Initial attempts to reintroduce captive raised Peregrine Falcon chicks by soft release (hacking) often were failures.  Great Horned Owls and other predators often killed the birds at night while they were sleeping. Chicks that were released near urban areas often had better odds due to fewer natural predators, more prey (pigeons) and more people watching them on webcams to report potential problems.

Female Peregrines are bigger than the males.  Females weigh between 1.5 and 3.5 pounds.  Males weigh between  1 pound and 2.5 pounds. Peregrines’ diet consists of between 1500 to 2000 species of birds worldwide, but in North America they feed on about 300 species.   They do eat mammals, bats, and snakes, but birds seem to be the preferred prey.  It was thought that Peregrines mated for life, but in high concentrations of falcons in urban settings the males will sometimes fight for territory and a female.   Nesting sites are normally high—at least 50 feet, and over 200 feet seems to be preferred. Nests are often on tall buildings, bridges, or cliffs that are difficult to reach without flight. This provides seclusion and protection from other predators. Like Eagles, Peregrines seem to like to nest near water.  The pair return to the same nesting site every year ,where they start courtship flying and rituals between February and March. Peregrines’ winter migration takes them to warmer places with prey but recent studies show that some birds do not appear to migrate if food and shelter are sufficient. A wounded Peregrine Falcon that I rescued two years ago in Middleburgh hit a house (in January) while chasing birds at a bird feeder in Indian Acres.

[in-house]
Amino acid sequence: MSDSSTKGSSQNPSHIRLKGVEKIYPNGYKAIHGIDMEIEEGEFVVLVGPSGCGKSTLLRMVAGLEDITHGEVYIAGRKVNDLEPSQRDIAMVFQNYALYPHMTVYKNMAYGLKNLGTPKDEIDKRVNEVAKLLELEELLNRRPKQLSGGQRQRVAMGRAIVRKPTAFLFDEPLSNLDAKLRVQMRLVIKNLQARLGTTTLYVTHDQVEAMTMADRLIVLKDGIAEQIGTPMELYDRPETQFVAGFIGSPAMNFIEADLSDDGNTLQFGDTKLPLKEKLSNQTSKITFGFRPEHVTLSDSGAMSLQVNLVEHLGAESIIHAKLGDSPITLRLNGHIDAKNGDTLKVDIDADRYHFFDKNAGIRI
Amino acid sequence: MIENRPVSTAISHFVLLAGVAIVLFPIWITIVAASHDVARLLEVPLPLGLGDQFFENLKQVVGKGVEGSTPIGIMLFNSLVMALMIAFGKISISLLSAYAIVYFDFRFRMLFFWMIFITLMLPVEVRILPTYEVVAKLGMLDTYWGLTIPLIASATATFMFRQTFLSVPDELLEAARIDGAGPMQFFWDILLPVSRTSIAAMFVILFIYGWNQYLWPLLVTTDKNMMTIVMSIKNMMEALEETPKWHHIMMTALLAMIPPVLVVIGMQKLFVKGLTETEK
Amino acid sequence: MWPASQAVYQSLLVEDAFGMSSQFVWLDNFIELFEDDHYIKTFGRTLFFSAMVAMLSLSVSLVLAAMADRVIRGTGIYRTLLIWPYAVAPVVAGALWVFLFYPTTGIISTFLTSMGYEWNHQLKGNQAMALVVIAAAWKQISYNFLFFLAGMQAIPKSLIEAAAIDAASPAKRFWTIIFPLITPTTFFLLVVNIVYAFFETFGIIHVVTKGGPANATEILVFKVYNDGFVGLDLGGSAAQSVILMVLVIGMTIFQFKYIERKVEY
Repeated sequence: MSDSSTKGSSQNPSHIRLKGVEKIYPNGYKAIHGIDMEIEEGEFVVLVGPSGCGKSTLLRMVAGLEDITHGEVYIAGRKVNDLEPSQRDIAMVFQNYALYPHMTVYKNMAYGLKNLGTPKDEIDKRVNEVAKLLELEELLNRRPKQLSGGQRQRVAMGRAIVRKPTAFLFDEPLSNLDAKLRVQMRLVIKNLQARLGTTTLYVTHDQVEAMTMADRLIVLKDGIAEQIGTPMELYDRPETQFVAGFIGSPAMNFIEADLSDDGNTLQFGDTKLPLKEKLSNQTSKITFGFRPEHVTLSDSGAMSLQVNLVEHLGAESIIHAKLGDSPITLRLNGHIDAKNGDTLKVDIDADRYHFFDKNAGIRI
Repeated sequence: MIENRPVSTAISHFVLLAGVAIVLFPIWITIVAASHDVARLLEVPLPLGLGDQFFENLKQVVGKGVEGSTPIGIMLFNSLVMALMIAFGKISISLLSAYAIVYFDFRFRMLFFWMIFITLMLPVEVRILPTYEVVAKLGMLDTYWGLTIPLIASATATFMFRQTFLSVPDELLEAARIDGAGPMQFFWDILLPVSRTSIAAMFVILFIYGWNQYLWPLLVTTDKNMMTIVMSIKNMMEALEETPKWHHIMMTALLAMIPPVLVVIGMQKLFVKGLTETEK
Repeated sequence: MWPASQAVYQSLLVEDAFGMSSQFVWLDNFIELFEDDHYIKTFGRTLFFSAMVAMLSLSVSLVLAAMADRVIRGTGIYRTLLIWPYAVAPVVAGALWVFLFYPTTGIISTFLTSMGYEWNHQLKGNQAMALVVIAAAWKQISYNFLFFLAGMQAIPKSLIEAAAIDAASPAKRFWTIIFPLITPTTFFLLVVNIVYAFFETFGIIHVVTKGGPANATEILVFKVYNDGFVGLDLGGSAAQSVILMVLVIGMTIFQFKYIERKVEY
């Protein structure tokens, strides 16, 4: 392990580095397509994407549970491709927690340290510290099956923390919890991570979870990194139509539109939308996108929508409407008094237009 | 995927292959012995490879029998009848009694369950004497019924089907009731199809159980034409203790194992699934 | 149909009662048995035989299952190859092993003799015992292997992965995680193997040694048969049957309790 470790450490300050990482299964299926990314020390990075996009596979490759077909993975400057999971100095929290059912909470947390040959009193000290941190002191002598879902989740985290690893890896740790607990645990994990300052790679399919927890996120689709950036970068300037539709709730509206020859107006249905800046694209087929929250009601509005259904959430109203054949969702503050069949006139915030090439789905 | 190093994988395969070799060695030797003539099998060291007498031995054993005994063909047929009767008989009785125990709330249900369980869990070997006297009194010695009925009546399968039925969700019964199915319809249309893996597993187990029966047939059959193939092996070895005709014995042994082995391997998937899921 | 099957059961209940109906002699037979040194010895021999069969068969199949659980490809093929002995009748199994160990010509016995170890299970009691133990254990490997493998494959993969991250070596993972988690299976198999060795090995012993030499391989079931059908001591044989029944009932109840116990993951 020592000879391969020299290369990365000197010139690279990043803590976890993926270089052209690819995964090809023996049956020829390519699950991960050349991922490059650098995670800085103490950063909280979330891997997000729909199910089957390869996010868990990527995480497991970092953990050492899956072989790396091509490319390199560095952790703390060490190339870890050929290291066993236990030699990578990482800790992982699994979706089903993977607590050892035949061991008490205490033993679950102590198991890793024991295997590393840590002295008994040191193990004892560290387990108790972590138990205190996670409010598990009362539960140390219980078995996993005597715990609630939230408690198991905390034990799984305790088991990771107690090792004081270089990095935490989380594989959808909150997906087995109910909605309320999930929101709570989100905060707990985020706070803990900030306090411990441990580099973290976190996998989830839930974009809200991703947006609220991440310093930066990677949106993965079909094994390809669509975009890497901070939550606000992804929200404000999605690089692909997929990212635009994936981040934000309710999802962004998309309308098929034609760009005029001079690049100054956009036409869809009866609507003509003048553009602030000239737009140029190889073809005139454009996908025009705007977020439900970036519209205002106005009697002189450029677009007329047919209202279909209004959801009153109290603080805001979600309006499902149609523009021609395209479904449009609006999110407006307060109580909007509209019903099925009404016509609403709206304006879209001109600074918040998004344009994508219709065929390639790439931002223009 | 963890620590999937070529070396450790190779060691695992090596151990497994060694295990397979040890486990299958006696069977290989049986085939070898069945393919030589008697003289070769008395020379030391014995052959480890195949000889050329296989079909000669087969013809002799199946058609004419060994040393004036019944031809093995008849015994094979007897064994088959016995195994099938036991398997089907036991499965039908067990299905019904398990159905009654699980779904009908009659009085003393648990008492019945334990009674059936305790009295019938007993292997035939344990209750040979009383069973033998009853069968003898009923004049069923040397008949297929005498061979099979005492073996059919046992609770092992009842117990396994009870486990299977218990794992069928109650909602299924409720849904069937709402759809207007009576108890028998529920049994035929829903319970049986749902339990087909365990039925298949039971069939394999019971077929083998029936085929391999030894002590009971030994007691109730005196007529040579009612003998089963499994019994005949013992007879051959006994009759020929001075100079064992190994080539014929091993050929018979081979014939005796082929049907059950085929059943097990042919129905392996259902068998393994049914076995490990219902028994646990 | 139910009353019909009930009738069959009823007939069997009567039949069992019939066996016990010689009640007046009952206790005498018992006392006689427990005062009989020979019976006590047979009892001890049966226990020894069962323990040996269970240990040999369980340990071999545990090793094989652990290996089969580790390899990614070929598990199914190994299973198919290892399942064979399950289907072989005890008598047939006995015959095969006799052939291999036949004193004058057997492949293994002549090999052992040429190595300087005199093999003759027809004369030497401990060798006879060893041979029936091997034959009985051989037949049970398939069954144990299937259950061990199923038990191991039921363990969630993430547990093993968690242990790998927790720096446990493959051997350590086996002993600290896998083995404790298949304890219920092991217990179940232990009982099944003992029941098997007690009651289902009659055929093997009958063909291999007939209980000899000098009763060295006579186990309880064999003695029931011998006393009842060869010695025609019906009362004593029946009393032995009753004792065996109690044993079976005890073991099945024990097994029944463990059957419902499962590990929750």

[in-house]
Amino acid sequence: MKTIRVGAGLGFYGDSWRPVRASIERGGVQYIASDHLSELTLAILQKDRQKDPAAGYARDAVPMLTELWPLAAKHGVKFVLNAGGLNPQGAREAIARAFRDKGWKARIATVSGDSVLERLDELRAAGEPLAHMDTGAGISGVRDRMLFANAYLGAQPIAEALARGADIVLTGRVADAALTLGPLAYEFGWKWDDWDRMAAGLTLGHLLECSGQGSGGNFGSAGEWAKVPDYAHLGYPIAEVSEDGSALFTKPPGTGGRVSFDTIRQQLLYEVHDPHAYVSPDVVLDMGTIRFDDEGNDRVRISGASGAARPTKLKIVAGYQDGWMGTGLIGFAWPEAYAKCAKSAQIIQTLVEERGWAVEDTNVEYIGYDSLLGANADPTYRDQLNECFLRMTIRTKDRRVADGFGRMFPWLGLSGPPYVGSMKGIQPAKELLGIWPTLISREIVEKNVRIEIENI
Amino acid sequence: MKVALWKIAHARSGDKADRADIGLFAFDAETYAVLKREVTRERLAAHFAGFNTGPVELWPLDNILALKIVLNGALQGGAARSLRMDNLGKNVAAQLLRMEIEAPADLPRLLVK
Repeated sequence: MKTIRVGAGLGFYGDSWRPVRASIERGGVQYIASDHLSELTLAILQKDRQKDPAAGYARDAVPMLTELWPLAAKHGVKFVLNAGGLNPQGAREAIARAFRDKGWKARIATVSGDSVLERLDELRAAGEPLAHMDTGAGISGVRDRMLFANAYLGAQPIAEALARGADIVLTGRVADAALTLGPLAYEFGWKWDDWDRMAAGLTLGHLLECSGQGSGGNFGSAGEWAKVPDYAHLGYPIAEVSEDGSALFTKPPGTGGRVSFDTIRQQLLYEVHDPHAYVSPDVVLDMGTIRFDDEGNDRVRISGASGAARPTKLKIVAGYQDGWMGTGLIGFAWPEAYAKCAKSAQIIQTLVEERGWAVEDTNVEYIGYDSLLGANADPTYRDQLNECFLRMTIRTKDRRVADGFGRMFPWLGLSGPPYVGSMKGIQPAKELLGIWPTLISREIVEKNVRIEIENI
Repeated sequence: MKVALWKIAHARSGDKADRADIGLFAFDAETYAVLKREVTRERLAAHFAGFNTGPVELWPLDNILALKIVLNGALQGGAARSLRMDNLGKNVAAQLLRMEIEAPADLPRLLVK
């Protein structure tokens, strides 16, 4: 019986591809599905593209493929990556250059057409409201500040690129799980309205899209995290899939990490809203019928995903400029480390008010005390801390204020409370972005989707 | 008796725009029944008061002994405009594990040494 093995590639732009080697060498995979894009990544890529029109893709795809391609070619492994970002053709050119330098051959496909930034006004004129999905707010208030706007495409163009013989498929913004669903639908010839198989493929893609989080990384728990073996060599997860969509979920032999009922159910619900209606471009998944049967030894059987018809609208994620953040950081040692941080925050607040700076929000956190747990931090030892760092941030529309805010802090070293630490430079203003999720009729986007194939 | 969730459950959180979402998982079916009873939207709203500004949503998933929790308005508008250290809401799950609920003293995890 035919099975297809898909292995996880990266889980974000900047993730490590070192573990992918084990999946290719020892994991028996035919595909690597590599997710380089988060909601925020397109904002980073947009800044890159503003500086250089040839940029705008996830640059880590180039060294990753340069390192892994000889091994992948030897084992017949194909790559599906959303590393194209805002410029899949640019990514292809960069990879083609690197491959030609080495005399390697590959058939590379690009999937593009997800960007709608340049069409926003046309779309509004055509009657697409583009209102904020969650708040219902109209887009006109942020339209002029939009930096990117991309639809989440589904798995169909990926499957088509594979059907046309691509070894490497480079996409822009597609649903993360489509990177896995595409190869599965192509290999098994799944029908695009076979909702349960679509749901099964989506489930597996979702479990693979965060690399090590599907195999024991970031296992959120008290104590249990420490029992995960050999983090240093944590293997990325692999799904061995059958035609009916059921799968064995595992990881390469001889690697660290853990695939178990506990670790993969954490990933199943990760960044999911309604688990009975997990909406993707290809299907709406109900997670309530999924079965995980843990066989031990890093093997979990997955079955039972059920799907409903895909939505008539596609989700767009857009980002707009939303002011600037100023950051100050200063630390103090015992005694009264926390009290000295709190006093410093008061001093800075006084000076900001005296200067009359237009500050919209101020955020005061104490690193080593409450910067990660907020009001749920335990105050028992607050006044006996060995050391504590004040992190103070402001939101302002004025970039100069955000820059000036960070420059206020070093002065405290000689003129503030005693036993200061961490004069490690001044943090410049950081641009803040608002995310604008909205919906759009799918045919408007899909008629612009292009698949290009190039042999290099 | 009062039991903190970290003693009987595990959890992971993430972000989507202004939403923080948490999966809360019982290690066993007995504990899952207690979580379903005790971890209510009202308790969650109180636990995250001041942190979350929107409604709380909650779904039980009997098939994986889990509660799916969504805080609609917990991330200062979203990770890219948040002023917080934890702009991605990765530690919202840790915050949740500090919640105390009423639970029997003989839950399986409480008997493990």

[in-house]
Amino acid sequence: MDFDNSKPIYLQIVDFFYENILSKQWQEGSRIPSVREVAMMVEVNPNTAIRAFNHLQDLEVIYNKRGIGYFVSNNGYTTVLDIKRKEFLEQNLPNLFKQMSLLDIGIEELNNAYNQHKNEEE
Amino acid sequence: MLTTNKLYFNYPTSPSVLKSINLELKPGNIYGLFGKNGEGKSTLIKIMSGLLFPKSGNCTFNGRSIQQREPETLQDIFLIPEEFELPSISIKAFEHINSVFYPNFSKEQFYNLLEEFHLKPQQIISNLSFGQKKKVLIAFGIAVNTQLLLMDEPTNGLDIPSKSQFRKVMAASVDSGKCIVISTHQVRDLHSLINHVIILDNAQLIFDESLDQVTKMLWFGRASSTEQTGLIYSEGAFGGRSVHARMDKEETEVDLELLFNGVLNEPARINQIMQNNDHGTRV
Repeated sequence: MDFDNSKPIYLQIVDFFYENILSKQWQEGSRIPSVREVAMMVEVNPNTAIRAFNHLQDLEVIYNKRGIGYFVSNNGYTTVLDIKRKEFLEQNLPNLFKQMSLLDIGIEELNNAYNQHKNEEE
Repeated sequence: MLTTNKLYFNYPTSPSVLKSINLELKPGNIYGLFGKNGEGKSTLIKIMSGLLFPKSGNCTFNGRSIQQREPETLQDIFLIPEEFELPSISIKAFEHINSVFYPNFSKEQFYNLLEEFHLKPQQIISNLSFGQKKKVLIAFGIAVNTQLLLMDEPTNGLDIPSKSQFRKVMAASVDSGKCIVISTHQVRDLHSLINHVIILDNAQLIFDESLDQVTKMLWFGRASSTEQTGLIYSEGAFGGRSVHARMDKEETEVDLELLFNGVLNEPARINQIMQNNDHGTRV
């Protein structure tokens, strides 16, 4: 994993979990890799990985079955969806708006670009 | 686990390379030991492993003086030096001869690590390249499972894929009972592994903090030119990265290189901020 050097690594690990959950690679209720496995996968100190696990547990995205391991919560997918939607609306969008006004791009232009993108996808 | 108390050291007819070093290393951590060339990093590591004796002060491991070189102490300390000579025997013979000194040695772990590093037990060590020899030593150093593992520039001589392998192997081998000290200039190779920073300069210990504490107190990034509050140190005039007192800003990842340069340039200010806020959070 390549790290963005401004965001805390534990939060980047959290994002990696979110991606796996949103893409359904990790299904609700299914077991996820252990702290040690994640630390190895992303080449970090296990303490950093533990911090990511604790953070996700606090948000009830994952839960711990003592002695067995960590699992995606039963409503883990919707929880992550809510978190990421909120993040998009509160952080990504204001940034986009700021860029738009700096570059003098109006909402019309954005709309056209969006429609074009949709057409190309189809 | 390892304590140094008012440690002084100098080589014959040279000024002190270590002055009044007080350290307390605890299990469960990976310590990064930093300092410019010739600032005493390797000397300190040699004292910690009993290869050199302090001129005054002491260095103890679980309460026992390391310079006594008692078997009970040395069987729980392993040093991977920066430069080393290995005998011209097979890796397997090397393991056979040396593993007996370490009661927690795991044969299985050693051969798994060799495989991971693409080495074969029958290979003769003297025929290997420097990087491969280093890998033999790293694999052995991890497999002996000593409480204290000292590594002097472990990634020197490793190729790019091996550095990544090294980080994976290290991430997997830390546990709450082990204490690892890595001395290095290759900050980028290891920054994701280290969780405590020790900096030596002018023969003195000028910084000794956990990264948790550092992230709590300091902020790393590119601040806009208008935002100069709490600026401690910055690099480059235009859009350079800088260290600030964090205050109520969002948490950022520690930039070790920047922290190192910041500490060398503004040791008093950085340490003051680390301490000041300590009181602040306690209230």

Once a nesting site is selected, little if any nesting material is brought to the site.  The pair will clean a small area of substrate or debris, and usually lay 3 to 4 eggs.  The female does most of the incubation, but the male will often sit on the eggs while the female takes one or two breaks during the day to feed. The eggs hatch at between 29 to 35 days, depending on conditions.  The parents will guard the nest territory for up to a mile to protect the chicks.  There have been confirmed kills on birds as large as eagles that violate the nest territory.  The parents will hunt an area 12 to 15 miles around the nest and both parents hunt to feed the chicks. After 37 to 46 days, chicks normally end up fledging (leaving) the nest, although the fledglings are still learning and dependent on the parents for food for up to 2 months afterward.  Eventually, the chicks will establish their own breeding territory between the age of one to three years of age. At that point we hope that the whole process repeats itself.

I do not remember ever seeing birds of prey when I was a kid. I do hope that will change for my grand children and our future generations.  When hiking Vroman’s Nose, please be respectful of the nesting Peregrine Falcons. Hopefully, you will see them while on the summit.

This article was first published in the 35th Anniversary booklet for the Timothy Murphy Run, held on October 6th, 2018, and is reprinted here with permission. Photo credit to Deb Bechtold.